This magnificent structure ( 110 rue Notre-Dame ouest ) was designed in 1824 by James O’Donnell, an Irish-American Protestant architect who was so profoundly moved by the experience that he converted to Catholicism. The impact is understandable. Of Montréal’s hundreds of churches, Notre-Dame has the most stunning interior, with a wealth of exquisite details, including carved rare woods that have been delicately gilded and painted, a vaulted ceiling (studded with 24-karat gold stars), a 12-ton bell, and Limoges stained-glass windows depicting moments from the city’s history.
O’Donnell bucked a trend toward neoclassicism when he designed this Gothic Revival masterpiece, whose exterior is reminiscent of Notre-Dame in Paris. Consider coming back at night for the light show, Aura , which gives the space a wildly different look. Twenty-minute guided tours of the basilica are included with the entrance fee; a more expansive 60-minute tour is also available.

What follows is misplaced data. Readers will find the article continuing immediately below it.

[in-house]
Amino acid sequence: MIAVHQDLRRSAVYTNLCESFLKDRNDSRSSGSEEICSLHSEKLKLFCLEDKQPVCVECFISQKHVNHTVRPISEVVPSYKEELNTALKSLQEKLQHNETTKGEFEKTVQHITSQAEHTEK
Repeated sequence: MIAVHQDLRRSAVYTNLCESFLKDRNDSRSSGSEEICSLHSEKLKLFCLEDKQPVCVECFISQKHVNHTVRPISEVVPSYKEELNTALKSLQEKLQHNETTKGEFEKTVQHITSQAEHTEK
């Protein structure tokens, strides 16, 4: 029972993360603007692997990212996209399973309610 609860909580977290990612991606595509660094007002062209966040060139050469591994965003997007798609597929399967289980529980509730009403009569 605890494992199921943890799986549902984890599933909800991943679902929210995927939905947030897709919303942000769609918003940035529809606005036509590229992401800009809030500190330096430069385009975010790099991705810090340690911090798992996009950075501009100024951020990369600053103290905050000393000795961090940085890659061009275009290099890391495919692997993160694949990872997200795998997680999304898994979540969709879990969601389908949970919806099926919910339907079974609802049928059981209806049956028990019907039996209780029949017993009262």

Walk east on rue Notre-Dame, one of the grand streets of the old city and home to the Montréal government. An important navigational note: Street numbers will get lower as you approach boulevard St-Laurent, which is the north-south thoroughfare that divides Montréal into its east and west halves. Numbers will start to rise again as you move onto the eastern side of rue Notre-Dame.
One block after Place d’Armes is the Palais de Justice , on your left at 1 Notre-Dame est. The courthouse was built in the 1970s and took over operations from the Vieux Palais de Justice two blocks farther east, at 155 rue Notre-Dame est. That courthouse was completed in 1856, with the dome and the top floor added in 1891. (You’ll be able to spot the differences.)